This is guest post by Eric Hachenberger, who says he was born and raised in the Church in Austria, served his mission in Spain, studied Peacebuilding and Conflict Resolution at BYU-Hawaii, and lives with his wife and daughter in Berlin. He works as Account Manager and a Conflict Coach on the side.
After the First Presidency’s message urging us to get vaccinated, a close relative of mine refused to do so and got Covid-19 a mere few weeks later.
Me, the obedient member, who decided to be vaccinated after this prophetic counsel, felt like the world was in order now. ‘See, you should have been vaccinated,’ I thought, ‘then you wouldn’t have to suffer now.’
I am deeply ashamed of the thoughts I had at the time. Sadly though, I wasn’t the only one to think along these lines. In fact, I saw these tendencies spring up all around me. Similar patterns run outside the church as well.
Using the Gospel as a Hammer
Many of us, who were aligned with the First Presidency’s message’s content, immediately used it as a hammer to say, “See, I was right. Now go, think like me, and get vaccinated.”
This is not how we are supposed to use the gospel. But it is sometimes how we would like to use the gospel, and sadly also do use it, but it really defeats its purpose.
We don’t know exactly how Lucifer wanted to execute his plan of saving all of mankind. Only that it boiled down to the extermination of agency. There is, however, one prevalent theory among members of the church, namely, that Lucifer just wanted to force us to always do what is right. (The second theory, also quite compelling (pun intended), was to simply eradicate all the bad consequences of mistakes and sins).
This tendency to force our ‘truth’ on someone else is easily observable in our natural, human state. ‘To be right’ just feels so good. To know (or at least deceive ourselves to think) that we chose and acted right holds tremendous satisfaction. And in its worst form, it becomes equal to the absolution of judging and condemning others.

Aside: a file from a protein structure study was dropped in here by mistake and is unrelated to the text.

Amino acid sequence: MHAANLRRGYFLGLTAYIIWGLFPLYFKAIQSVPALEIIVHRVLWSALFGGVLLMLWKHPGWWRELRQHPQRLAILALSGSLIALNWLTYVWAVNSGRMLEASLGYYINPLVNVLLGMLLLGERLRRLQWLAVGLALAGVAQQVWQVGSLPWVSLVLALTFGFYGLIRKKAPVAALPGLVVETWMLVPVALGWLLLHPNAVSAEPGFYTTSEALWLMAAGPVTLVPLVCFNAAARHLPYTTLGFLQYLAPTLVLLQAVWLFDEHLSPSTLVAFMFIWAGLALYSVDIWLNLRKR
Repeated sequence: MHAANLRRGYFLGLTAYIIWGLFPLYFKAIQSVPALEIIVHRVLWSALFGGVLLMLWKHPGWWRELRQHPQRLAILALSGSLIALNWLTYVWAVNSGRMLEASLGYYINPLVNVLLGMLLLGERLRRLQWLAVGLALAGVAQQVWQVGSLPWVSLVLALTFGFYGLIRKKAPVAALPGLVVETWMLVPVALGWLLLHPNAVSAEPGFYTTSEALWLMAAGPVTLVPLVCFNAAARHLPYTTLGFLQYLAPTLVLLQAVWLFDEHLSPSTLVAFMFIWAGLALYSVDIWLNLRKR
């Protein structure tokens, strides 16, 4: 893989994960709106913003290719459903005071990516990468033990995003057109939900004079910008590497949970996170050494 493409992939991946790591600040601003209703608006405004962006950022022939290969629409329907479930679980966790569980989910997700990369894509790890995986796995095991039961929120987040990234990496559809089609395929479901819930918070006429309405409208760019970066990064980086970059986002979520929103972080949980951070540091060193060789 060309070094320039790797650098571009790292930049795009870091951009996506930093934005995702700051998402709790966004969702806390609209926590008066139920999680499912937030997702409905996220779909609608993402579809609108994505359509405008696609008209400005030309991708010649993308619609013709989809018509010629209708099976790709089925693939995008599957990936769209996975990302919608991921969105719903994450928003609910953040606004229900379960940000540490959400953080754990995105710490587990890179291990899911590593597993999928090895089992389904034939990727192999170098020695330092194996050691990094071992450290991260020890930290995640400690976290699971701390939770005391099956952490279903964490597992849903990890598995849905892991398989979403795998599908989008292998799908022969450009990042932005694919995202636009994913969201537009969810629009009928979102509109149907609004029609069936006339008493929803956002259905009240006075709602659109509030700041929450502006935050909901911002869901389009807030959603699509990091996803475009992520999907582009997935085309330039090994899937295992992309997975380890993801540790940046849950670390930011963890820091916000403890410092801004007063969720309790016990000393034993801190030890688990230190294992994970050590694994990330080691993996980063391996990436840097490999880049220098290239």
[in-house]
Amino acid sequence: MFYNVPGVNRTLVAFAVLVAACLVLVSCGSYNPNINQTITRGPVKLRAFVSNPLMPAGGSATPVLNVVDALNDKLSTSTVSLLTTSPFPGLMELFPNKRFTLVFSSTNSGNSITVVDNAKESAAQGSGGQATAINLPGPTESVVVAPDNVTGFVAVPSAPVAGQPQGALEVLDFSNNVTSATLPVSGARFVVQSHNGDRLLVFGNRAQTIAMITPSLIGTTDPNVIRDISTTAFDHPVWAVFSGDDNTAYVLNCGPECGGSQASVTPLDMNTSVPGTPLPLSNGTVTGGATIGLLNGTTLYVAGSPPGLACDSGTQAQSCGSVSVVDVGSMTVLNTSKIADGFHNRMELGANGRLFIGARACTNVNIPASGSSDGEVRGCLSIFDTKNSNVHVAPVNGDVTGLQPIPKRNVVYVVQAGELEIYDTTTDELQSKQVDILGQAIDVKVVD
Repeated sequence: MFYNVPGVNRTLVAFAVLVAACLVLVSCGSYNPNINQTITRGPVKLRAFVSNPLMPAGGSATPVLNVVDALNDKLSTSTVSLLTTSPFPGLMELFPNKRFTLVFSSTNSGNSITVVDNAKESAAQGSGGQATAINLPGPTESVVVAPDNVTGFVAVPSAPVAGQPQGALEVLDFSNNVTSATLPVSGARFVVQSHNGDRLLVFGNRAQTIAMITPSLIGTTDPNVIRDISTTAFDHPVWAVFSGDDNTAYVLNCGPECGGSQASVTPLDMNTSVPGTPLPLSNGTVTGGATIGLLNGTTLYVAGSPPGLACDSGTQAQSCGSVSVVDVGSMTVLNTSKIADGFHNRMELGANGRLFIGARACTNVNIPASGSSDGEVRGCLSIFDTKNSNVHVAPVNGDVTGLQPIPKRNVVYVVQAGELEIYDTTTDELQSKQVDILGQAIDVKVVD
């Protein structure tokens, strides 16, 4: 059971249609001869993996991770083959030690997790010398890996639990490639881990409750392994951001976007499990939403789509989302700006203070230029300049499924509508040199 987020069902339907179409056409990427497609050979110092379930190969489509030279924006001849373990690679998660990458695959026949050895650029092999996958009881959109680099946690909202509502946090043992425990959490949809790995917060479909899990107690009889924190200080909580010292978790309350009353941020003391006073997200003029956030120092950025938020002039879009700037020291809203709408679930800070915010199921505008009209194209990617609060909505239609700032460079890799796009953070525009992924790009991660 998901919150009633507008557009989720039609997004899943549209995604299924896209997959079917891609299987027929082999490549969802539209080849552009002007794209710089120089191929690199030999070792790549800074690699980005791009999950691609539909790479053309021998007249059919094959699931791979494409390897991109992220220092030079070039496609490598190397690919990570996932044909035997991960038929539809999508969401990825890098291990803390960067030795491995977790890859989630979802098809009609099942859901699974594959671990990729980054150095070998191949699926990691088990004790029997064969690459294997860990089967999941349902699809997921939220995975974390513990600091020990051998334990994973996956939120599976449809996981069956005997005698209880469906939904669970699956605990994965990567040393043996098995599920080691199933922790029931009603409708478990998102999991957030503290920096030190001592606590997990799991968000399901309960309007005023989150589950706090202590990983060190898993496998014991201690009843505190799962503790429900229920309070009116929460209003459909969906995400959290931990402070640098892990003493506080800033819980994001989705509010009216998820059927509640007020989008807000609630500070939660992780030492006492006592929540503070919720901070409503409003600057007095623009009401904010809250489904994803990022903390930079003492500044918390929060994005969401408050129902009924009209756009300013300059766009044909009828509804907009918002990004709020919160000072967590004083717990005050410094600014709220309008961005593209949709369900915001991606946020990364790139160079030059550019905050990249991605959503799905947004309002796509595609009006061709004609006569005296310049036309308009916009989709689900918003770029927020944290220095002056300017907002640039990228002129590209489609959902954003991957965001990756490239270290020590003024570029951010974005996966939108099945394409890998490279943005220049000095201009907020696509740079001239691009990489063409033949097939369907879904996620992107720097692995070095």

Using the Gospel as a Mirror
When the scribes and the Pharisees came to Christ, hauling a woman taken (!) in adultery, they wanted him to justify this sort of gospel use (see John 8:1-11). “In the law …” it says we are right and she is wrong. We follow the prophet and they don’t. Now we are justified in stoning her. Now we are justified in condemning them on social media, in our ward’s Whatsapp chat, in defaming them when gossiping in our own ward clique, …
Jesus then does something we have mostly forgotten in our 21st-century society: He ponders before he speaks. This pause calms the energy of the mob and gives him time to think. What then comes out of his mouth is one of the greatest lessons on the use of ‘the law.’ “He that is without sin among you, let him first cast a stone at her.”
He turns the law into our faces! The commandments are for me. They are no hammer to ram other people’s opinions or behaviors into the place where we’d like them to be. Never has a commandment or a direction of a prophet been the free ticket for us to condemn someone who disobeyed.
A Guideline for the Latter-days
We sometimes think of this verse applying only to people given official authority, like our overbearing Elder’s Quorum President or an overly motivated ministering brother or sister. But we have authority the moment we exercise our agency to influence someone else. And this happens all the time, every day.
God must have known that our age would be a contentious one. So he didn’t leave us without instruction. No matter if we are on official priesthood business or just typing away on a social media comment, he cautioned that “our influence can … be maintained … only by persuasion, long-suffering, gentleness, meekness, love unfeigned, kindness, pure knowledge, …” (V 41,42).
God is telling us that if we want to help someone else keep the commandments (have positive and useful influence on them), it will backfire if we try to stone them (use force). The only way to do it, is by really caring about the other person and being wise in the way we communicate our help.
We won’t win anybody over by hauling stones at them. But we might by following Elder Renlund’s counsel to become stone catchers. That way, the other person will know that our “faithfulness is stronger than the cords of death,” (V44) and that we love them no matter their decisions.
Christ was never impressed by people convinced of their own righteousness. Instead, he was pleased by people acknowledging their imperfection before him without being immobilized by this. He was pleased by people who lifted the arms that hang down. And gladly, we don’t need stones for that.